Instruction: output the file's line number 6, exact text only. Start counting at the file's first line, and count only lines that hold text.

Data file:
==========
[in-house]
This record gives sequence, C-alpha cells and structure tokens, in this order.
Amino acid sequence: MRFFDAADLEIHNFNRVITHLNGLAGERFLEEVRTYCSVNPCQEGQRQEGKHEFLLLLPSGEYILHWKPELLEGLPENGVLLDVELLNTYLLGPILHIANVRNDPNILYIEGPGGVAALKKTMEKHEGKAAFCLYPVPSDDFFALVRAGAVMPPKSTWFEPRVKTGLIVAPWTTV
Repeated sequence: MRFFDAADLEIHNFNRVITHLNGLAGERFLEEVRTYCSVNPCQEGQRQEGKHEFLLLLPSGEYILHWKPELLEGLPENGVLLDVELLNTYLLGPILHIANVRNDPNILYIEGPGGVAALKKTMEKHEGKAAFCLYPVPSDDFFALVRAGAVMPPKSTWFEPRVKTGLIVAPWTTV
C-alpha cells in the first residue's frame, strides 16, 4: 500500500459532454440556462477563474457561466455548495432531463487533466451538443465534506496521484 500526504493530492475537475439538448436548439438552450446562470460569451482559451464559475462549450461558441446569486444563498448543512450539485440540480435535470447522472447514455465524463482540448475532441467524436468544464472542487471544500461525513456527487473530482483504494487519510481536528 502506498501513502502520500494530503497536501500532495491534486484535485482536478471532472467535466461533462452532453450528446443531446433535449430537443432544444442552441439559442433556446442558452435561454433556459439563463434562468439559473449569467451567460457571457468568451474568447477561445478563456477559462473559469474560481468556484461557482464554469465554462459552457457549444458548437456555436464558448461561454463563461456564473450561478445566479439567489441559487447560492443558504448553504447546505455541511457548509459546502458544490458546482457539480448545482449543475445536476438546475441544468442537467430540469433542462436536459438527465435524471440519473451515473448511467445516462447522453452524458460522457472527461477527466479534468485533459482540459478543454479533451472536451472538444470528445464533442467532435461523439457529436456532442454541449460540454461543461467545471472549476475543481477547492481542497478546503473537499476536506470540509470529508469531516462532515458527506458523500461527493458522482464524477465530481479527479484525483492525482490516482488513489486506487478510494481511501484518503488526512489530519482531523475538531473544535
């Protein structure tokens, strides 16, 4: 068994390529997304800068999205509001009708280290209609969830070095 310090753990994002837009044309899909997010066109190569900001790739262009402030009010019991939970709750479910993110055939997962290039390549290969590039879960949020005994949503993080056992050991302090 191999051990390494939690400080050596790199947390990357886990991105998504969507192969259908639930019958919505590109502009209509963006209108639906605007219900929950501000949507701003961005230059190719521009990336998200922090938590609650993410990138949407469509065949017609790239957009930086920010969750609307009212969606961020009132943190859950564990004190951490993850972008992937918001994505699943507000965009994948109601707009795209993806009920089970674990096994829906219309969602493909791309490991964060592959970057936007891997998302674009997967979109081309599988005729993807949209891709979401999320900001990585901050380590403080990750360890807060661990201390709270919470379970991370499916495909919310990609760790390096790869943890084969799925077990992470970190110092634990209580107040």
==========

């Protein structure tokens, strides 16, 4: 068994390529997304800068999205509001009708280290209609969830070095 310090753990994002837009044309899909997010066109190569900001790739262009402030009010019991939970709750479910993110055939997962290039390549290969590039879960949020005994949503993080056992050991302090 191999051990390494939690400080050596790199947390990357886990991105998504969507192969259908639930019958919505590109502009209509963006209108639906605007219900929950501000949507701003961005230059190719521009990336998200922090938590609650993410990138949407469509065949017609790239957009930086920010969750609307009212969606961020009132943190859950564990004190951490993850972008992937918001994505699943507000965009994948109601707009795209993806009920089970674990096994829906219309969602493909791309490991964060592959970057936007891997998302674009997967979109081309599988005729993807949209891709979401999320900001990585901050380590403080990750360890807060661990201390709270919470379970991370499916495909919310990609760790390096790869943890084969799925077990992470970190110092634990209580107040």